Careful calculation of time is a must when travelling, especially when visiting famous landmarks and places. I say that because when we visited Prague’s Wenceslas square, it was a lovely morning but the sun was on that part casting shadows, thus, our silhouette photos.
The square is part of the city centre recognized by UNESCO as a World Heritage site. The plaza has a very rich history having witnessed a number of demonstrations and gatherings. For one, it was in front of the Wenceslas monument where Alois Jirasek, Czech writer and Nobel Prize in Literature nominee, proclaimed the independence of Czechoslovakia in 1918.
Wenceslas square is lined up with many different establishments – we unfortunately didn’t go down further to take photos but the entire strip is composed of hotels, food establishments, offices and shops. What is most notable is the National Museum, designed by Czech architect Josef Schulz.
Here are some things you can do at Wenceslas Square:
- Explore the Square: Take a leisurely stroll along Wenceslas Square and soak up the vibrant atmosphere. The square is lined with shops, cafes, restaurants, and historical buildings, making it a great place for people-watching and enjoying the lively street scene.
- Visit the National Museum: Located at the top end of Wenceslas Square, the National Museum is a prominent cultural institution in Prague. The museum houses a vast collection of art, artifacts, and exhibits that showcase Czech history, culture, and natural sciences.
- Admire the Statue of Saint Wenceslas: At the top of Wenceslas Square, you’ll find a grand statue of Saint Wenceslas mounted on a horse, the patron saint of Bohemia. . This statue is an important symbol of Czech history and is often a meeting point for locals and tourists.
The monument was sculpted by Josef Václav Myslbek in 1887–1924. There are a number statues surrounding Saint Wenceslas representing other saints (St. Adalbert, St. Ludmila, St. Prokop and St. Agnes of Bohemia). Pardon, I don’t have a photo of his supposed face in a good angle. :/
- Shopping: Wenceslas Square is home to numerous shops and boutiques where you can indulge in some retail therapy. You’ll find a variety of fashion stores, souvenir shops, bookstores, and more. It’s a great place to pick up Czech souvenirs and traditional crafts.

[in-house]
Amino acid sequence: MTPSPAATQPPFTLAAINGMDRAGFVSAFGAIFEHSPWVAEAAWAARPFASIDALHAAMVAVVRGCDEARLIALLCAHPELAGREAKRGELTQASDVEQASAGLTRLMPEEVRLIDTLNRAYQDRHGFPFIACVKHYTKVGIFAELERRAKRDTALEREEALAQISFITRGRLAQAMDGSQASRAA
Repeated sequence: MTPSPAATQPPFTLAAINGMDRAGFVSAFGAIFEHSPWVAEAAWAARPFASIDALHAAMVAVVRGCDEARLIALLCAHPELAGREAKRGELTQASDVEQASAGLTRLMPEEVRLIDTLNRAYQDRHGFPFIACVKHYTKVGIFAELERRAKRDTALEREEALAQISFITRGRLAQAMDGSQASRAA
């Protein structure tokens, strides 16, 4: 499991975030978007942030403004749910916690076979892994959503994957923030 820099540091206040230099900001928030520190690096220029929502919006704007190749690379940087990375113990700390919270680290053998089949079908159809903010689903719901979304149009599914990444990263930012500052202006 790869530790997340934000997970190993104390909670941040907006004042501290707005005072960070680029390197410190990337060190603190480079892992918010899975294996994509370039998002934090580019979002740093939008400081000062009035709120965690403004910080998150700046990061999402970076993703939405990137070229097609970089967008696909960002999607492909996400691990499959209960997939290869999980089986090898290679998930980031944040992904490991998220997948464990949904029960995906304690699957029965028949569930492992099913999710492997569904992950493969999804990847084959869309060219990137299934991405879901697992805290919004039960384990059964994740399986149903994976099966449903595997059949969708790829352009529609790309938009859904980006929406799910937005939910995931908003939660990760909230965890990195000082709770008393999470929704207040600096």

- Enjoy Czech Cuisine: Wenceslas Square has plenty of restaurants, cafes, and bars where you can savor Czech cuisine. Sample local specialties such as goulash, svíčková (marinated beef with creamy sauce), trdelník (a traditional sweet pastry), or try a traditional Czech beer.
- Experience the Nightlife: Wenceslas Square comes alive at night with its vibrant nightlife scene. You’ll find bars, clubs, and music venues where you can enjoy live music, DJ performances, and dance the night away.
- Attend Events and Festivals: Wenceslas Square often hosts various events, concerts, and festivals throughout the year. Keep an eye out for cultural performances, markets, and celebrations taking place on the square during your visit.
Looking at it, the neoclassical make of the building resembles Vienna’s own twin museums of Natural history and Art history. As mentioned above, timing is a good thing to consider…we came earlier than 8 in the morning, we weren’t able to peak inside the museum – still closed – and so we missed seeing the collection of artifacts on display.
Remember to take in the architectural beauty of the buildings surrounding the square, including the historic facades and Art Nouveau elements. Wenceslas Square is a central hub in Prague, offering a mix of history, culture, entertainment, and culinary delights, making it a must-visit destination for travelers exploring the city.